Kidsí swimming statistics give me a sinking feeling

May 17th, 2012 in Family by Sarah Hobbs

How can it be that with all the noise recently created about the importance of children being active for their long-term health that we have the mad situation where one in three children reaches the age of 11 and still can't swim?

Startling new research carried out by Kellogg’s and the ASA (Amateur Swimming Association) has shown that around 200,000 children will leave primary school this summer unable to swim – creating a staggering 2 million non-swimmers over the next 10 years.

Drowning is the third most common cause of accidental death in children, yet nearly four in 10 children who can’t swim have never been offered school swimming lessons despite it being a statutory element of the National Curriculum – a stomach-churning thought for any parent.

Many parents will tell you that ‘swimming’ at primary school may just mean a handful of ‘getting wet’ experiences.

My daughter is a strong swimmer, but she certainly did not learn to swim at school. During those years that it should have been a ‘compulsory’ subject, she experienced a total of SIX lessons in years 4 and 5. That six hours included a significant amount of time in changing rooms!

As a parent who recognises that swimming is an essential life-saving skill, I took action early and enrolled her onto private lessons.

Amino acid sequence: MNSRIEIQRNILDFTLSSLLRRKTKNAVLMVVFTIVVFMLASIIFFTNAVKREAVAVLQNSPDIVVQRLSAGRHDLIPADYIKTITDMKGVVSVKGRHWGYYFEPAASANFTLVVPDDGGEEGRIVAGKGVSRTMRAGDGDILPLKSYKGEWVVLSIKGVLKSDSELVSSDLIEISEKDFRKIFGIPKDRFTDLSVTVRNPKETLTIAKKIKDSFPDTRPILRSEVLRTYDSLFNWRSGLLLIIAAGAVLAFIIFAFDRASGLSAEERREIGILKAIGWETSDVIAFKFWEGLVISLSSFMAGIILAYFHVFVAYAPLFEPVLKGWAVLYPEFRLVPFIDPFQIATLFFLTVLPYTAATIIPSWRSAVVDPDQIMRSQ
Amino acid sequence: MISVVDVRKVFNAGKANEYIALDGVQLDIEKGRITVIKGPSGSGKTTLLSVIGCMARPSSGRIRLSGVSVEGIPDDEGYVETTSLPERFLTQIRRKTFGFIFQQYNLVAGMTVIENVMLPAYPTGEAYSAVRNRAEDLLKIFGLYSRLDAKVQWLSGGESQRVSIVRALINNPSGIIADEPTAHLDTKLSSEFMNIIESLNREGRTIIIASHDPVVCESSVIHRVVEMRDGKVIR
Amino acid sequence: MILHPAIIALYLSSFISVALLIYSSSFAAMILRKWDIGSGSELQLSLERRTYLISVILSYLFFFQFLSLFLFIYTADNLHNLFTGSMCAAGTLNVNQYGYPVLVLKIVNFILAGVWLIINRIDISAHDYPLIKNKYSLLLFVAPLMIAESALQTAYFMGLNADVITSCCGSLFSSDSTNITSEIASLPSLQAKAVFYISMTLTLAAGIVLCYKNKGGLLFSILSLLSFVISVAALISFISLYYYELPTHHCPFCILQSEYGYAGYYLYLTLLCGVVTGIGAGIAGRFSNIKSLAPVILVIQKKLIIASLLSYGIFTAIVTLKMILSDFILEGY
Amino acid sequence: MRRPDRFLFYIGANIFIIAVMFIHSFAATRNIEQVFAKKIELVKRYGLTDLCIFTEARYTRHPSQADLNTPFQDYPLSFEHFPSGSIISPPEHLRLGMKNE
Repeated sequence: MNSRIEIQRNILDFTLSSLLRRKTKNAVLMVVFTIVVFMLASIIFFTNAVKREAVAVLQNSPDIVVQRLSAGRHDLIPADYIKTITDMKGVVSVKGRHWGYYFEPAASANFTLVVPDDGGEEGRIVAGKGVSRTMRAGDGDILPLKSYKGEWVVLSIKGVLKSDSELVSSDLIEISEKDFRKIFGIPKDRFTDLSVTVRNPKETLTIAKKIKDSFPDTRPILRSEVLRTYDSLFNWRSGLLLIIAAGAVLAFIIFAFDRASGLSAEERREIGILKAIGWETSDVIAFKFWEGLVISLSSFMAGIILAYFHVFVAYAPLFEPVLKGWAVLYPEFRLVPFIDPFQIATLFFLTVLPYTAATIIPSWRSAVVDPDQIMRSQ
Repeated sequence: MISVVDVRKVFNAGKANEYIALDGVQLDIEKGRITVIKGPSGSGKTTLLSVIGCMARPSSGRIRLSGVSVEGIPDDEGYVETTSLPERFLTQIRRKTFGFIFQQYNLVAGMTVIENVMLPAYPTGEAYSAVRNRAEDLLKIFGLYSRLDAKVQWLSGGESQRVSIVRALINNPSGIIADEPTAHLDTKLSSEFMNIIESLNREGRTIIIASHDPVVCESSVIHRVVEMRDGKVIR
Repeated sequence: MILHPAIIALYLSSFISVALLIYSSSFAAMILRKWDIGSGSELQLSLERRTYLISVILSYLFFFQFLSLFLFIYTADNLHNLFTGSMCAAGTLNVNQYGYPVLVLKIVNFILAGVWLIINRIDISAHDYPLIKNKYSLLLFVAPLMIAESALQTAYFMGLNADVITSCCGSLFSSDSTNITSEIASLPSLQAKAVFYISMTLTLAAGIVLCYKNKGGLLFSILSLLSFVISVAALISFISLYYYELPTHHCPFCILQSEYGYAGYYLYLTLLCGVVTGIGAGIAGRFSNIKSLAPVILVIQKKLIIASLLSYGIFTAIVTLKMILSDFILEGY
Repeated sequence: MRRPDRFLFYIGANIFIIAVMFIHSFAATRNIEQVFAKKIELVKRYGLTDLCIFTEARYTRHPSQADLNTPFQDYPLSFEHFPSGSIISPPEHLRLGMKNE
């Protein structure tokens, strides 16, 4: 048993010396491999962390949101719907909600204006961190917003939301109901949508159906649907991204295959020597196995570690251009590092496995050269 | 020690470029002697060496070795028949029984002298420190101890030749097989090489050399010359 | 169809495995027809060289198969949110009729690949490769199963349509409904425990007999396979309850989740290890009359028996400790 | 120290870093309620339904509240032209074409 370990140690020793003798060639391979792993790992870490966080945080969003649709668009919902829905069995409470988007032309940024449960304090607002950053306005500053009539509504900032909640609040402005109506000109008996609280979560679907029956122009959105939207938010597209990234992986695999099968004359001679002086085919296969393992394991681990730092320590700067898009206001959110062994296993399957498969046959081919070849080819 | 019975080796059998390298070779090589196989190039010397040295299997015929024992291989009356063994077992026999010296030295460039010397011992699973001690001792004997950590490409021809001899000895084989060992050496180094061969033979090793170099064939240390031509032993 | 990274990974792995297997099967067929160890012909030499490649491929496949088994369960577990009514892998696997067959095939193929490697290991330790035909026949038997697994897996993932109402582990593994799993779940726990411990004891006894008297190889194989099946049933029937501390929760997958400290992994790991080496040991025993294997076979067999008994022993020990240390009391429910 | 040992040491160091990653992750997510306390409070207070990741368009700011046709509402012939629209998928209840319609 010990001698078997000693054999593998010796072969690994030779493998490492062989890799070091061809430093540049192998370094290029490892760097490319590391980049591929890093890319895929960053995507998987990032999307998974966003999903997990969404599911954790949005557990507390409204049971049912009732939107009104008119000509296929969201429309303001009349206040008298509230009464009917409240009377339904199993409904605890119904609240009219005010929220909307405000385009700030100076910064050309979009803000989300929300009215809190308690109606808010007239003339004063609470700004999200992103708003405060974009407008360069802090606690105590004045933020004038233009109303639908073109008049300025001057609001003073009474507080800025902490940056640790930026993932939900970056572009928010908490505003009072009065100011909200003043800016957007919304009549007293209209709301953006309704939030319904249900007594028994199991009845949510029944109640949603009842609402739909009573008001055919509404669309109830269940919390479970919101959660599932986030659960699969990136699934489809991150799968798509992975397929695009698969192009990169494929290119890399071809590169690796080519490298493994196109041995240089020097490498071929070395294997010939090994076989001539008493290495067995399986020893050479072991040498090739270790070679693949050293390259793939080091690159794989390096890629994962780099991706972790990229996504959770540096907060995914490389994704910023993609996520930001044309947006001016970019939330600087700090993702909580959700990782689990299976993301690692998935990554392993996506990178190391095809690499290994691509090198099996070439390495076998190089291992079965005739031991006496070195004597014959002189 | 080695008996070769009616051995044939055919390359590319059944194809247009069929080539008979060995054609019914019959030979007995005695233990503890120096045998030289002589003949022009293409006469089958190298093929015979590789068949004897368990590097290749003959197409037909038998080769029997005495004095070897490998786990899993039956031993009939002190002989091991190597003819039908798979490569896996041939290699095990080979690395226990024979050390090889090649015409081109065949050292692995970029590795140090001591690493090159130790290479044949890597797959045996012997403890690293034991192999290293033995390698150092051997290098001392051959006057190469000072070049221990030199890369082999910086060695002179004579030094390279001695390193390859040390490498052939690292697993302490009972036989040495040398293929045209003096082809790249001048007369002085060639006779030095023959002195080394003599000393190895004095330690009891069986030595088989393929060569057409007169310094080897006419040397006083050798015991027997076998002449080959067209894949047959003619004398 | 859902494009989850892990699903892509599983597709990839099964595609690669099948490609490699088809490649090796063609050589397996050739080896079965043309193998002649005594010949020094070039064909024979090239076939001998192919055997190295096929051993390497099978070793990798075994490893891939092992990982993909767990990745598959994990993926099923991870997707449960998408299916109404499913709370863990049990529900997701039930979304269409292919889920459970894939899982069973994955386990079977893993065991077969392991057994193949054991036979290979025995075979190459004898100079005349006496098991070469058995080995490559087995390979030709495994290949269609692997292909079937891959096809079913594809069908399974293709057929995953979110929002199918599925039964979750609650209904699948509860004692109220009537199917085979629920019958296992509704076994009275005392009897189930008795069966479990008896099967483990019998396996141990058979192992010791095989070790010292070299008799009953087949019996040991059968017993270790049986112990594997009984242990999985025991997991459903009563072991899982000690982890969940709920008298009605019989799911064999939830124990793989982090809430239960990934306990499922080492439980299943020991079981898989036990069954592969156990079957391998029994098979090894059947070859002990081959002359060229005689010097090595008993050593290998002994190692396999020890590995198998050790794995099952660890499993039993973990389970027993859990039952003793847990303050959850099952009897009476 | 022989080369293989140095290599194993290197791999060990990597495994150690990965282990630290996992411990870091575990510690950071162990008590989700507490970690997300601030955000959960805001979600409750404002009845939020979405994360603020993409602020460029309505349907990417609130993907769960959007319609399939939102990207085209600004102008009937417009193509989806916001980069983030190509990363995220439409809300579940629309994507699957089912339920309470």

However, for many, the challenge of fitting swimming lessons around work and school, the cost involved, time-restrictive programmes, a shortage of places on courses and the subsequent waiting lists to get children started, it’s no wonder that we have these shocking statistics.

In the UK, we have a fantastic learn to swim programme devised by the ASA. David Lloyd Leisure’s Swim All Stars programme follows the ASA’s National Plan for Teaching Swimming, which is a world-recognised programme for teaching children to swim.

Children have a right and a need to learn swimming. I challenge anyone to argue that swimming, along with other sports and activities, is not as important as the three ‘Rs’. Go watch a swimming lesson at a local pool or, when you’re on a beach holiday, see how much they love splashing around and having fun while exercising.

Activity such as swimming is essential to their long-term health, and just as important, could one day save a life – their own or someone else’s.

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